Today is Family Literacy Day, a gentle reminder about the importance and joy of reading at home. Just 15 minutes a day, say literacy advocates, can have a dramatic impact on your child’s reading abilities and develop important critical thinking skills. And, it’s fun!
I would add to this: read out loud.
Why? Not all children are avid readers, and some are struggling with learning disabilities that affect their ability to read. For these children, hearing a story read out loud is a simple yet effective way to build literacy skills, confidence and a love of reading.
ABC Canada has collected some interesting stats about the benefits of reading out loud for all types of readers–and they go far beyond literacy:
- Reading and telling stories to a child at 18 months are powerful stimuli for brain development in the early years (Early Years Study Final Report: Reversing the Real Brain Drain, Government of Ontario, 1999).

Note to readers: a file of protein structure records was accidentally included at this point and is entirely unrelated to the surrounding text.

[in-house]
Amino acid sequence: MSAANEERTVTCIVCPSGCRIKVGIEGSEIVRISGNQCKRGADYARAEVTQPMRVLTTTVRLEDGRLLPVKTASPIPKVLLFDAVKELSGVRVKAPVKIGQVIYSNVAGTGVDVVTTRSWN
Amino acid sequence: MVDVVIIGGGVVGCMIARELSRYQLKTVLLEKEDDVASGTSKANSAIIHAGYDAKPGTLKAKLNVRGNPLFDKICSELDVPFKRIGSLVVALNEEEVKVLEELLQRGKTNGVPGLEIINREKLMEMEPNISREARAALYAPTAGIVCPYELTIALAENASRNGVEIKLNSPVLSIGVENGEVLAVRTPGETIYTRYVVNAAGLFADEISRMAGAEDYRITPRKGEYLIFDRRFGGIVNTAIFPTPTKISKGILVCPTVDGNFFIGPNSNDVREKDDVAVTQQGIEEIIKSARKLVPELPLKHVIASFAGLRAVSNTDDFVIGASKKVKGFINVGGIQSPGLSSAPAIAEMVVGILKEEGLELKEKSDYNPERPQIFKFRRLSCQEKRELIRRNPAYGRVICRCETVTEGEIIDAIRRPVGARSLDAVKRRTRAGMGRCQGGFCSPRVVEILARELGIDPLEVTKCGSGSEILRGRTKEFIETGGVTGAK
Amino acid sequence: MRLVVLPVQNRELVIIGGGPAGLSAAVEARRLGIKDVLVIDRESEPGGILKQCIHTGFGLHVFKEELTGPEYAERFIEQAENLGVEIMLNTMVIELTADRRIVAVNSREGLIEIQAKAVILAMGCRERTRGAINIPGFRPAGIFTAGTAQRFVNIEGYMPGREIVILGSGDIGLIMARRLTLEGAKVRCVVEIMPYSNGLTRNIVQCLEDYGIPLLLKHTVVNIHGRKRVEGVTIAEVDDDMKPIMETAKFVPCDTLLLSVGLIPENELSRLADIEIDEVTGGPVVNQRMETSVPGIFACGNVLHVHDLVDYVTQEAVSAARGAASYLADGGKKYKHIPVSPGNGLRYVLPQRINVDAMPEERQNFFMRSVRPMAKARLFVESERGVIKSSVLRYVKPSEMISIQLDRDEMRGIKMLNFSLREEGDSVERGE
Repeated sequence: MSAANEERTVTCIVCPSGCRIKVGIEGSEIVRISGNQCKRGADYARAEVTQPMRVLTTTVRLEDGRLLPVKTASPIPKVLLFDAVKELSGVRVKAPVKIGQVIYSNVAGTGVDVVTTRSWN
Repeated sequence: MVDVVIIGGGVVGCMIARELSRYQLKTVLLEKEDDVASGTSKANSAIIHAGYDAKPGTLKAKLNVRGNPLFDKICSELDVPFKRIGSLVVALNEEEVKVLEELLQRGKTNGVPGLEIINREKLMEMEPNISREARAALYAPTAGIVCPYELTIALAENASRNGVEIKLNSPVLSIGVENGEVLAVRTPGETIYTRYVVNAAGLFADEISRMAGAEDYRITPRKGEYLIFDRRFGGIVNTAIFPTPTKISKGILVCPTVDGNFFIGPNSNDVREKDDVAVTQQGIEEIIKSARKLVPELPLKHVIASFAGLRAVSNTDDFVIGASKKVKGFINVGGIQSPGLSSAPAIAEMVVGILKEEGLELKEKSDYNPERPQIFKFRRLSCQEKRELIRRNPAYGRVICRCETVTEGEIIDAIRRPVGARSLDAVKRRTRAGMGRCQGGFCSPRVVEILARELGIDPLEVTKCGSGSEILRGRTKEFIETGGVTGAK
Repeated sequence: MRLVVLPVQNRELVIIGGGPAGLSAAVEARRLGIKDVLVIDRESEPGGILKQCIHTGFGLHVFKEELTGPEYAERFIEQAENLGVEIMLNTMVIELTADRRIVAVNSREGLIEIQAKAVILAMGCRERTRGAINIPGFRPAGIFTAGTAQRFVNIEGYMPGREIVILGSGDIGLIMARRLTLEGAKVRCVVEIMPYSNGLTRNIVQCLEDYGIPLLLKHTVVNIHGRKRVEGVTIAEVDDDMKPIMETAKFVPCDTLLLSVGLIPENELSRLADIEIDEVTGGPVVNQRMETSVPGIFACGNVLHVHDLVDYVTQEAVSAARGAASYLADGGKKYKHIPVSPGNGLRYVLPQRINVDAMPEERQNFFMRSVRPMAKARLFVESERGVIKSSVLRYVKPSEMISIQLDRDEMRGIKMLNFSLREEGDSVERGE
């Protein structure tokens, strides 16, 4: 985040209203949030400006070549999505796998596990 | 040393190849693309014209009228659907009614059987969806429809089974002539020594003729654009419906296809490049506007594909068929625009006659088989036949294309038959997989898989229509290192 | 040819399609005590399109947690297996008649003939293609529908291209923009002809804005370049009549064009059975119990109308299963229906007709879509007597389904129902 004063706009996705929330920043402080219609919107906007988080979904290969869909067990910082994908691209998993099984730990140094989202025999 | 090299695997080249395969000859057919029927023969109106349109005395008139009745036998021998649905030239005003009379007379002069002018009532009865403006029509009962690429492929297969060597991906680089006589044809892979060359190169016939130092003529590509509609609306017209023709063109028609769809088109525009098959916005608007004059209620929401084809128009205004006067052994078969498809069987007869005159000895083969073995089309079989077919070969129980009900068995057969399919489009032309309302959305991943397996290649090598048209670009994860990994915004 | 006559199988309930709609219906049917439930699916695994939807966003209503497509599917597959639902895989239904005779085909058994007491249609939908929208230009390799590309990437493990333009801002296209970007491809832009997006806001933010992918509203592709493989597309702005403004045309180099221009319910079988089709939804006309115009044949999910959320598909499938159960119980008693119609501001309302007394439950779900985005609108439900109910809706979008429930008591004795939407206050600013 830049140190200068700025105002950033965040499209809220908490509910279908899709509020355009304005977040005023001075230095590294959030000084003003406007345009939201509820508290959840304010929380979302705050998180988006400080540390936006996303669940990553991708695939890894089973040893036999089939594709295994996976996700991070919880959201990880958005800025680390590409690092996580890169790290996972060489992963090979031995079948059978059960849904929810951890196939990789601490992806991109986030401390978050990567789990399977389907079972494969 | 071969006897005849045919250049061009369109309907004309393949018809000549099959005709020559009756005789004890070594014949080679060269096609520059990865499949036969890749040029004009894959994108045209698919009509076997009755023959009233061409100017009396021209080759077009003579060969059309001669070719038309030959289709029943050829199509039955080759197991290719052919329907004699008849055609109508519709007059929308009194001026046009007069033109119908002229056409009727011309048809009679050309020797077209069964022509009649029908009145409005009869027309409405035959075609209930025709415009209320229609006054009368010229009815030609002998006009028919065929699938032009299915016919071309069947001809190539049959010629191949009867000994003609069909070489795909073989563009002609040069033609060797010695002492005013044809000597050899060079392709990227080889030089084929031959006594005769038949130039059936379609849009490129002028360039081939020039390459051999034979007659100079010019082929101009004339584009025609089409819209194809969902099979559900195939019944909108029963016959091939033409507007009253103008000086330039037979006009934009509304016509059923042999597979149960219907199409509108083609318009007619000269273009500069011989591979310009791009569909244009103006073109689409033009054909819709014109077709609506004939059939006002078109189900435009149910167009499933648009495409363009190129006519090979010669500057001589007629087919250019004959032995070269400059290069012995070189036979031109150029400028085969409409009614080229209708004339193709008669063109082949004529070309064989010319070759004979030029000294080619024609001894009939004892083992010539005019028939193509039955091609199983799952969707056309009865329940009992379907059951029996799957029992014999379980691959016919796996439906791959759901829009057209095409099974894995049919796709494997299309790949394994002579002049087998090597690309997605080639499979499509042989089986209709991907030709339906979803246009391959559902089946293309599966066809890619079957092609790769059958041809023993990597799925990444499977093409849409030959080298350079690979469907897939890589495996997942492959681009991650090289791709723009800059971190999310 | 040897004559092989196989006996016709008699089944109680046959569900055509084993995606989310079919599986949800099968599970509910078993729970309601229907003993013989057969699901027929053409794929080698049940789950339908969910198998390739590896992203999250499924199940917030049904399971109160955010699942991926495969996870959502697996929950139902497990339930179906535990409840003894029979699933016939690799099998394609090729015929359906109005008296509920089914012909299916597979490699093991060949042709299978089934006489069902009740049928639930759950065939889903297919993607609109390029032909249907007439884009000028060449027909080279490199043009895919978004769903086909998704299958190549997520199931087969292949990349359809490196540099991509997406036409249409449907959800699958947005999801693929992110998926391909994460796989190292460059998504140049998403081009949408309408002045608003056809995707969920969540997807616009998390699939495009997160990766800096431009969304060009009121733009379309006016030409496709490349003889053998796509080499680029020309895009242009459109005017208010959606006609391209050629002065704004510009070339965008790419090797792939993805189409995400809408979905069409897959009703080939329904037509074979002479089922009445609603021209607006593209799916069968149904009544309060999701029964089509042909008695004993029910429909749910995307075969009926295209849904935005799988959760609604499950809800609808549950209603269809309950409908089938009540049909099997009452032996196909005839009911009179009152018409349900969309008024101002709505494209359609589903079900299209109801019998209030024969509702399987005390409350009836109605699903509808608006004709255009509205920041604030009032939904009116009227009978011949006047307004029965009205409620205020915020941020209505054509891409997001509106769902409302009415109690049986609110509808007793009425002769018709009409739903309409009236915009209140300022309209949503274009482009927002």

- The more time spent with a parent reading out loud increases a child’s level of attachment, enhances a sense of security, and imparts the knowledge that their parent feels they are worthwhile people with whom to spend time (How to Raise a Reader, 1987).
- Having a parent or other caring person read out loud helps children learn listening skills, vocabulary and language skills, as well as develop imagination and creativity (Family Literacy Foundation, 2001).
My family has been reading together at bedtime since my daughter was born nine years ago. And we haven’t stopped. Why? Because getting lost in a good story is a lovely way to relax and reconnect as a family at the end of the day.
My daughter is both a reluctant reader and a lover of books, so we bring all types of reading material to bed. Picture books, chapter books for children and adults, poetry, fables, encyclopedias, you name it. We lean towards books with a strong female lead, but nothing is off limits.
Here are a few favourites currently on our bedside table:
So if your child likes to play video games, read the Minecraft books. History lover? Why not read an encyclopedia of Greek mythology? Comics more than chapters books? Read graphic novels for children.
Forget about learning to read, and focus on loving to read. The rest will follow.